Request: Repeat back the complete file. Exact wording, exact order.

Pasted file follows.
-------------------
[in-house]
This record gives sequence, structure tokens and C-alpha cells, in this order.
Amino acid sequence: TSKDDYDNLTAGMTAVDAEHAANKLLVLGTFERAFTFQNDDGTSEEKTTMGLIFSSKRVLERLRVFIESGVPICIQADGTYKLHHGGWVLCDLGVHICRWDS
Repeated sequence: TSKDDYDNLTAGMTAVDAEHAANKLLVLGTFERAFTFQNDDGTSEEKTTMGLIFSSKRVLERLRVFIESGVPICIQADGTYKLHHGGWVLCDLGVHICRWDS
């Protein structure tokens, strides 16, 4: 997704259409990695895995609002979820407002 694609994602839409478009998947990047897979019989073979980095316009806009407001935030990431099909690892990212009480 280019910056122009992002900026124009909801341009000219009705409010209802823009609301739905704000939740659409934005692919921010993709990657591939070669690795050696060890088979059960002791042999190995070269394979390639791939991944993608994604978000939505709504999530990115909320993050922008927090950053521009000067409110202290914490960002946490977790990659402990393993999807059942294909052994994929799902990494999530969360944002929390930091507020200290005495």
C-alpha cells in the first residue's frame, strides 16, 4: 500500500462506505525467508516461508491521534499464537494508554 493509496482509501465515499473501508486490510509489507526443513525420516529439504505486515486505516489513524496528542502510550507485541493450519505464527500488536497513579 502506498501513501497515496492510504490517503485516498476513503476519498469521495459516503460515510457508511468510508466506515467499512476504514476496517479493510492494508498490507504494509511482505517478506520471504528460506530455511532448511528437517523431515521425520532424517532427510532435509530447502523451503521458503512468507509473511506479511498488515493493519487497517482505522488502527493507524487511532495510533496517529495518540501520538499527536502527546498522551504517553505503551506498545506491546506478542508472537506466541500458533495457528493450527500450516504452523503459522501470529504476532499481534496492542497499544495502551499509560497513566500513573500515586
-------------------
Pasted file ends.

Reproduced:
[in-house]
This record gives sequence, structure tokens and C-alpha cells, in this order.
Amino acid sequence: TSKDDYDNLTAGMTAVDAEHAANKLLVLGTFERAFTFQNDDGTSEEKTTMGLIFSSKRVLERLRVFIESGVPICIQADGTYKLHHGGWVLCDLGVHICRWDS
Repeated sequence: TSKDDYDNLTAGMTAVDAEHAANKLLVLGTFERAFTFQNDDGTSEEKTTMGLIFSSKRVLERLRVFIESGVPICIQADGTYKLHHGGWVLCDLGVHICRWDS
């Protein structure tokens, strides 16, 4: 997704259409990695895995609002979820407002 694609994602839409478009998947990047897979019989073979980095316009806009407001935030990431099909690892990212009480 280019910056122009992002900026124009909801341009000219009705409010209802823009609301739905704000939740659409934005692919921010993709990657591939070669690795050696060890088979059960002791042999190995070269394979390639791939991944993608994604978000939505709504999530990115909320993050922008927090950053521009000067409110202290914490960002946490977790990659402990393993999807059942294909052994994929799902990494999530969360944002929390930091507020200290005495």
C-alpha cells in the first residue's frame, strides 16, 4: 500500500462506505525467508516461508491521534499464537494508554 493509496482509501465515499473501508486490510509489507526443513525420516529439504505486515486505516489513524496528542502510550507485541493450519505464527500488536497513579 502506498501513501497515496492510504490517503485516498476513503476519498469521495459516503460515510457508511468510508466506515467499512476504514476496517479493510492494508498490507504494509511482505517478506520471504528460506530455511532448511528437517523431515521425520532424517532427510532435509530447502523451503521458503512468507509473511506479511498488515493493519487497517482505522488502527493507524487511532495510533496517529495518540501520538499527536502527546498522551504517553505503551506498545506491546506478542508472537506466541500458533495457528493450527500450516504452523503459522501470529504476532499481534496492542497499544495502551499509560497513566500513573500515586